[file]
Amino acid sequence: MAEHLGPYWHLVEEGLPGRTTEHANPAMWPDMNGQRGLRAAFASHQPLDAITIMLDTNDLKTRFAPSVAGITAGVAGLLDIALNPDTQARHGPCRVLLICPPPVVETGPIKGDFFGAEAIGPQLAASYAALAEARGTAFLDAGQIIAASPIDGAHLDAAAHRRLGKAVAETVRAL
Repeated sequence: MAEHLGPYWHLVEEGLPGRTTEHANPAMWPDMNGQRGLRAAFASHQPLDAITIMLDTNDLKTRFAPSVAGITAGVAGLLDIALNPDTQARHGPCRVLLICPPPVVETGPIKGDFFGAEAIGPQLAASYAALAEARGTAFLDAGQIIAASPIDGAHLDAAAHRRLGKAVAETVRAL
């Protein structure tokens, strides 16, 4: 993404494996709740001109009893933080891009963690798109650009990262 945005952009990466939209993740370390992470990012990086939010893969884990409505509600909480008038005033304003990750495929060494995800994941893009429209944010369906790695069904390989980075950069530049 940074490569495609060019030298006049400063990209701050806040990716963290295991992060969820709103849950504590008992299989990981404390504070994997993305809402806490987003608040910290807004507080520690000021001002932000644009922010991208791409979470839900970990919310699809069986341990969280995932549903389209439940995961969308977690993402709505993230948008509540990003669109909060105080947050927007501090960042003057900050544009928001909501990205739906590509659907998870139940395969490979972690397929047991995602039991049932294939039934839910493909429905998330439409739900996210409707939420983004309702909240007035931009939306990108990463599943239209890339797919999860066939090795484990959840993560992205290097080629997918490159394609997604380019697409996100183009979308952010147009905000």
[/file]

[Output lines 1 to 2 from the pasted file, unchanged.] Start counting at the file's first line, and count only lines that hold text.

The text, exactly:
Amino acid sequence: MAEHLGPYWHLVEEGLPGRTTEHANPAMWPDMNGQRGLRAAFASHQPLDAITIMLDTNDLKTRFAPSVAGITAGVAGLLDIALNPDTQARHGPCRVLLICPPPVVETGPIKGDFFGAEAIGPQLAASYAALAEARGTAFLDAGQIIAASPIDGAHLDAAAHRRLGKAVAETVRAL
Repeated sequence: MAEHLGPYWHLVEEGLPGRTTEHANPAMWPDMNGQRGLRAAFASHQPLDAITIMLDTNDLKTRFAPSVAGITAGVAGLLDIALNPDTQARHGPCRVLLICPPPVVETGPIKGDFFGAEAIGPQLAASYAALAEARGTAFLDAGQIIAASPIDGAHLDAAAHRRLGKAVAETVRAL